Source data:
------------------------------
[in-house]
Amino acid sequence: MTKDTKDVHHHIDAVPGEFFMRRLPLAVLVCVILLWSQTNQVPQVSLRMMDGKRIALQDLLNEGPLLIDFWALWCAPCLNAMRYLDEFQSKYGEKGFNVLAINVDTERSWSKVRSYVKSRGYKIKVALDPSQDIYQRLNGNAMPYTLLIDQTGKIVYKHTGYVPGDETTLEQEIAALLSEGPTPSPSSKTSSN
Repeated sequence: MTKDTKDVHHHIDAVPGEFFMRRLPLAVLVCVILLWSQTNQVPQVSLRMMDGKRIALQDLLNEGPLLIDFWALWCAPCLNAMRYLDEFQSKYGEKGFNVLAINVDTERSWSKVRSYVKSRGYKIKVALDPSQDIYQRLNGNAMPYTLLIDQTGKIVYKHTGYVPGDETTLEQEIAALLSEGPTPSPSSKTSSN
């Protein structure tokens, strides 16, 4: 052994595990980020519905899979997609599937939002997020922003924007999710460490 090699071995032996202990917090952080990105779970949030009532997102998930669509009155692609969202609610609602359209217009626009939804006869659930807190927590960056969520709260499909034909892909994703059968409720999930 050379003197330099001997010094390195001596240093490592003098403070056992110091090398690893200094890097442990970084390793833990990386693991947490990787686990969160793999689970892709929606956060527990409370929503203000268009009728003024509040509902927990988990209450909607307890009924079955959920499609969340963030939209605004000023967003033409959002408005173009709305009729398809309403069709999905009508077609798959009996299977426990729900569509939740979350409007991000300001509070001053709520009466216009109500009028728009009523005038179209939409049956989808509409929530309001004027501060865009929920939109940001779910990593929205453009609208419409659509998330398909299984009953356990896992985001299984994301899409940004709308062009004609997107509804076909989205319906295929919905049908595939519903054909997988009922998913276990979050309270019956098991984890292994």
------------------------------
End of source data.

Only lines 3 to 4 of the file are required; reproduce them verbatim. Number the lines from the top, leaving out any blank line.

Repeated sequence: MTKDTKDVHHHIDAVPGEFFMRRLPLAVLVCVILLWSQTNQVPQVSLRMMDGKRIALQDLLNEGPLLIDFWALWCAPCLNAMRYLDEFQSKYGEKGFNVLAINVDTERSWSKVRSYVKSRGYKIKVALDPSQDIYQRLNGNAMPYTLLIDQTGKIVYKHTGYVPGDETTLEQEIAALLSEGPTPSPSSKTSSN
């Protein structure tokens, strides 16, 4: 052994595990980020519905899979997609599937939002997020922003924007999710460490 090699071995032996202990917090952080990105779970949030009532997102998930669509009155692609969202609610609602359209217009626009939804006869659930807190927590960056969520709260499909034909892909994703059968409720999930 050379003197330099001997010094390195001596240093490592003098403070056992110091090398690893200094890097442990970084390793833990990386693991947490990787686990969160793999689970892709929606956060527990409370929503203000268009009728003024509040509902927990988990209450909607307890009924079955959920499609969340963030939209605004000023967003033409959002408005173009709305009729398809309403069709999905009508077609798959009996299977426990729900569509939740979350409007991000300001509070001053709520009466216009109500009028728009009523005038179209939409049956989808509409929530309001004027501060865009929920939109940001779910990593929205453009609208419409659509998330398909299984009953356990896992985001299984994301899409940004709308062009004609997107509804076909989205319906295929919905049908595939519903054909997988009922998913276990979050309270019956098991984890292994």